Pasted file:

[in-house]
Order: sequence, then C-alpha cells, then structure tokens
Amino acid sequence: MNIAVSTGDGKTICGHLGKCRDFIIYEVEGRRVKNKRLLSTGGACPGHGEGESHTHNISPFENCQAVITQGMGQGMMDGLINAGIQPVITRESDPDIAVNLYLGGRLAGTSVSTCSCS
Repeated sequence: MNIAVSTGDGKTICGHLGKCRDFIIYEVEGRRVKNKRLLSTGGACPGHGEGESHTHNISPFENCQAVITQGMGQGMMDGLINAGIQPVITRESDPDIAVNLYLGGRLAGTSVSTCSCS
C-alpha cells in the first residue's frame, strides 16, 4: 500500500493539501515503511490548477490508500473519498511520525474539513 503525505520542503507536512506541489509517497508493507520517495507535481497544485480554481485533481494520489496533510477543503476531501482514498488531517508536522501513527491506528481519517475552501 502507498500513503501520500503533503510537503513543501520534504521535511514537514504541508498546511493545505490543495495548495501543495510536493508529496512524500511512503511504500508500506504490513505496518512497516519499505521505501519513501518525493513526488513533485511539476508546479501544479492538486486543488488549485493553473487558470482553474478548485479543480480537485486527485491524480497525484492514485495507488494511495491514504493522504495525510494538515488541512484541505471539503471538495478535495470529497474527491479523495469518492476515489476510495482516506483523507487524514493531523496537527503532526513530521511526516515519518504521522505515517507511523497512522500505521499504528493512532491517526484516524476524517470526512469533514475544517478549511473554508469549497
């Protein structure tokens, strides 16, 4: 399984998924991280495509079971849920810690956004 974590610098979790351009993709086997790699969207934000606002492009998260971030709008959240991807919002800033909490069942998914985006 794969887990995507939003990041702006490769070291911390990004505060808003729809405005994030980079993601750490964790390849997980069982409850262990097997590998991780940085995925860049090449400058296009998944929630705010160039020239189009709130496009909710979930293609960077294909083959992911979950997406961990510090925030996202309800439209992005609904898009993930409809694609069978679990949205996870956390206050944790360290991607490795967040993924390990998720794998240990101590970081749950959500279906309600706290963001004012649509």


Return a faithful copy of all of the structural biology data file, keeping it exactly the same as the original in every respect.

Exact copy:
[in-house]
Order: sequence, then C-alpha cells, then structure tokens
Amino acid sequence: MNIAVSTGDGKTICGHLGKCRDFIIYEVEGRRVKNKRLLSTGGACPGHGEGESHTHNISPFENCQAVITQGMGQGMMDGLINAGIQPVITRESDPDIAVNLYLGGRLAGTSVSTCSCS
Repeated sequence: MNIAVSTGDGKTICGHLGKCRDFIIYEVEGRRVKNKRLLSTGGACPGHGEGESHTHNISPFENCQAVITQGMGQGMMDGLINAGIQPVITRESDPDIAVNLYLGGRLAGTSVSTCSCS
C-alpha cells in the first residue's frame, strides 16, 4: 500500500493539501515503511490548477490508500473519498511520525474539513 503525505520542503507536512506541489509517497508493507520517495507535481497544485480554481485533481494520489496533510477543503476531501482514498488531517508536522501513527491506528481519517475552501 502507498500513503501520500503533503510537503513543501520534504521535511514537514504541508498546511493545505490543495495548495501543495510536493508529496512524500511512503511504500508500506504490513505496518512497516519499505521505501519513501518525493513526488513533485511539476508546479501544479492538486486543488488549485493553473487558470482553474478548485479543480480537485486527485491524480497525484492514485495507488494511495491514504493522504495525510494538515488541512484541505471539503471538495478535495470529497474527491479523495469518492476515489476510495482516506483523507487524514493531523496537527503532526513530521511526516515519518504521522505515517507511523497512522500505521499504528493512532491517526484516524476524517470526512469533514475544517478549511473554508469549497
């Protein structure tokens, strides 16, 4: 399984998924991280495509079971849920810690956004 974590610098979790351009993709086997790699969207934000606002492009998260971030709008959240991807919002800033909490069942998914985006 794969887990995507939003990041702006490769070291911390990004505060808003729809405005994030980079993601750490964790390849997980069982409850262990097997590998991780940085995925860049090449400058296009998944929630705010160039020239189009709130496009909710979930293609960077294909083959992911979950997406961990510090925030996202309800439209992005609904898009993930409809694609069978679990949205996870956390206050944790360290991607490795967040993924390990998720794998240990101590970081749950959500279906309600706290963001004012649509």